By the time we all got together at Barny’s office, everyone was on the same page. Barny brought up his issues and JK brought up his. We brainstormed as a team and came up with some possible solutions. Obviously, we wouldn’t know if they worked or not until I dove into implementing them in the script.
Overall, the meeting was extremely positive. Everyone left feeling good and I was happy that I had some direction.
Now it was time for me to get to work.
REWRITES, REWRITES, REWRITES!
The first step of undertaking rewrites, and kind of the most frustrating step, was to undo ALMOST everything our original director, Professor X, did. While his fingerprints weren’t necessarily bad, they just didn’t vibe for the original thing I was going for. Fortunately, JK is as big of a movie nerd as I was and saw through the bullshit. It was very easy for him to see what I was going for.
It’s a beautiful thing when someone else “gets it.” Especially when that person is your director.
We had a couple of phone calls where we just talked about some of my original ideas and movies that were in my head when I wrote it. He knew exactly what I was talking about and could see it. He was able to offer some ideas of how to better convey those concepts.
I dove in and took my time. If you remember from the last time I talked about Whittier (catch up HERE) one of the issues I had was that I wrote too fast. I didn’t let things marinate like I should have. Ultimately, I felt I gave Professor X too many “bad” drafts to read in a short amount of time, thus causing him to lose interest.
I wasn’t going to make the same mistake again.
This time, I was going to take my sweet ass time, THINK about every move, READ between every line and deliver ONE draft to JK for him to ponder.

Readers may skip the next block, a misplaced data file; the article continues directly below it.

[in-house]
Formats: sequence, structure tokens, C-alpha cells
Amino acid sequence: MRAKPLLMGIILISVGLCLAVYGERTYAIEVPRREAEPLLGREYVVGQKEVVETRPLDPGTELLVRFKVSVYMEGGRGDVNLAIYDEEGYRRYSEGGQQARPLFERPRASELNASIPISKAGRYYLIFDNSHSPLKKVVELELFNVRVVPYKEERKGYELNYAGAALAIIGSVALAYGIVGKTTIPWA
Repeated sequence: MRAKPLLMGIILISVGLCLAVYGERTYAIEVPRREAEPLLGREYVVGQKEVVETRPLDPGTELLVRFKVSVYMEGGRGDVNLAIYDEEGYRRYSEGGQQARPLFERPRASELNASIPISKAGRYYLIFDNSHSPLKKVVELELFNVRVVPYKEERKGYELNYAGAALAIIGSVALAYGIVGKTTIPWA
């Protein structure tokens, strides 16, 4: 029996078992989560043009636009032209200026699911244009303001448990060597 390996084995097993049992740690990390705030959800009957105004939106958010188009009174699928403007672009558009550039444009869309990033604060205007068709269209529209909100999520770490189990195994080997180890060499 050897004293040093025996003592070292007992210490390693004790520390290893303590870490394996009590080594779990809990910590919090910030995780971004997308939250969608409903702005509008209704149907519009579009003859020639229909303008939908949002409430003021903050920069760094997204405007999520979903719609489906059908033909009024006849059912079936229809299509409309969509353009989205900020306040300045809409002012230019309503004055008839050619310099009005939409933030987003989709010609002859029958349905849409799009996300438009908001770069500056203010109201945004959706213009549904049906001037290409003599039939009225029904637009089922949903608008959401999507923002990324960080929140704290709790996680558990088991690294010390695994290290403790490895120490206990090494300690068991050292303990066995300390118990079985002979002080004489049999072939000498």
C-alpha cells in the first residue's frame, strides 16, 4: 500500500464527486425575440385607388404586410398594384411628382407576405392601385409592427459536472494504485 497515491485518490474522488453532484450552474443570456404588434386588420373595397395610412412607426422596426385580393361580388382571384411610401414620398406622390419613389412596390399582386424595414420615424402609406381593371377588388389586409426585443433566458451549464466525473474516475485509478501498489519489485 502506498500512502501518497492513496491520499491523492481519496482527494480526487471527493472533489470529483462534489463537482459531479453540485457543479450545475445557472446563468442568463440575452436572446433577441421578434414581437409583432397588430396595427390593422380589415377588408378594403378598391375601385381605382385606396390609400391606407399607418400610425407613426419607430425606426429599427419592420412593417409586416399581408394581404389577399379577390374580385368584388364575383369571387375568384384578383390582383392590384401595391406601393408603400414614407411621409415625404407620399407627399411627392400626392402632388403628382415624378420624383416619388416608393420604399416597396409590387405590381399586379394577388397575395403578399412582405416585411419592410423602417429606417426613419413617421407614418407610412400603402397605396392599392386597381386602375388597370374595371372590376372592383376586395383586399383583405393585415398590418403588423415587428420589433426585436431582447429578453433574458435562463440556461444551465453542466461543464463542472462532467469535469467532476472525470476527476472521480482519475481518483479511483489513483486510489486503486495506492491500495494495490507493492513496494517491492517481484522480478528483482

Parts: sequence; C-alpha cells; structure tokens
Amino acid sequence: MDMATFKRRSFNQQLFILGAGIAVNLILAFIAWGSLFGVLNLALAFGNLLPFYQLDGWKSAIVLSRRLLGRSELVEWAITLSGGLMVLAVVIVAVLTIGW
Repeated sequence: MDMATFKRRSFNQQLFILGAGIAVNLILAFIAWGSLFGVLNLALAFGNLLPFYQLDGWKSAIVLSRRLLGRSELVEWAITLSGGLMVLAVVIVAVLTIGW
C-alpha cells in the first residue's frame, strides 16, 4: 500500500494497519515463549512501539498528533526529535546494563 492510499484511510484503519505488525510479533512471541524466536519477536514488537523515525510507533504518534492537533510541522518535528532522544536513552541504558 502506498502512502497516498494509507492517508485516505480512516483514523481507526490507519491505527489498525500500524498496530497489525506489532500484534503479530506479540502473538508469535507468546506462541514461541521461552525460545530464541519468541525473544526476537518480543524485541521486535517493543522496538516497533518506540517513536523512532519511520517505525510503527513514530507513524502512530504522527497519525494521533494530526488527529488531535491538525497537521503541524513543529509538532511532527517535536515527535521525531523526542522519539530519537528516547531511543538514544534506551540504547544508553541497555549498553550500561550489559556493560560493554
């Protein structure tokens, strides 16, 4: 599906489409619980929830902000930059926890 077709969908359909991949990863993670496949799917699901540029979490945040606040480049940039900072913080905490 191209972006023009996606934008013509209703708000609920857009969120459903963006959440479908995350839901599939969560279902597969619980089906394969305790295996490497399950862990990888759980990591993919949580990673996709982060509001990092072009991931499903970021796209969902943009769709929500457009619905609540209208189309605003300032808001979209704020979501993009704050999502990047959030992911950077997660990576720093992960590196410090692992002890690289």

JK (along with his wife, who we asked for input) ended up sending me roughly 4 long pages of notes. Most of which were simply reverting back to my original ideas with some improvements.
I put my nose to the grindstone, rolled up the sleeves and dove in head first. If I got stuck, I reached out to JK who was more than willing to talk through things. A FANTASTIC thing I didn’t have the first time I went through this process. Having unfettered access to the person you’re trying to make happy, makes the world a better place. Trust me.
After a couple months of slaving away at the script, I finally finished and felt good that I had addressed all of the issues.
I sent the draft to JK and awaited his feedback.
Barny was also looped in on the plan via email. Both JK and I didn’t want to bog him down with too much shit to read, so we weren’t going to send him a draft until JK and I agreed it was done to both of our satisfactions.
Barny was more than happy to not only hear that we weren’t going to blow up his inbox, but also that we were making great progress.
JK read the draft and came back with a few minor issues. Nothing too extreme, just plugging a couple of holes. He also came up with two major concerns.
One of the deaths at the beginning of the third act and the ending. Not the whole ending, literally the final scene which was a total of maybe 3 pages.
I figured out a way to fix the death pretty quickly but the ending, I couldn’t wrap my head around. JK and I had a LONG conversation about it and I knew what he wanted (and also agreed) but I needed “that thing…” that thing that would save the day.
To better explain, I’ll make you privy to the conversation we had, in synopsis.
THE GOLD WATCH
We knew that we wanted to get this family into this tunnel. It would mirror the opening of the script and give them the opportunity to accomplish what the victim in the intro couldn’t do: escape.
Problem is, they were on foot, running down this tunnel, with a snowplow barreling down on them.
How the fuck do they get out of THAT one?
Now you know why I couldn’t wrap my head around it. To be fair, neither could JK. So we’re sitting there and all of a sudden JK says, “we need our gold watch moment.”
“What do you mean?” I ask.
“In Die Hard. At the end. He saves Holly by unclasping her gold watch and that’s what sends Hanz to his death. It’s such a SMALL thing they reference early on in the movie, but it never really hits you until the end. That stupid watch that Nakatomi gave her, ended up saving her life. We need our gold watch moment.”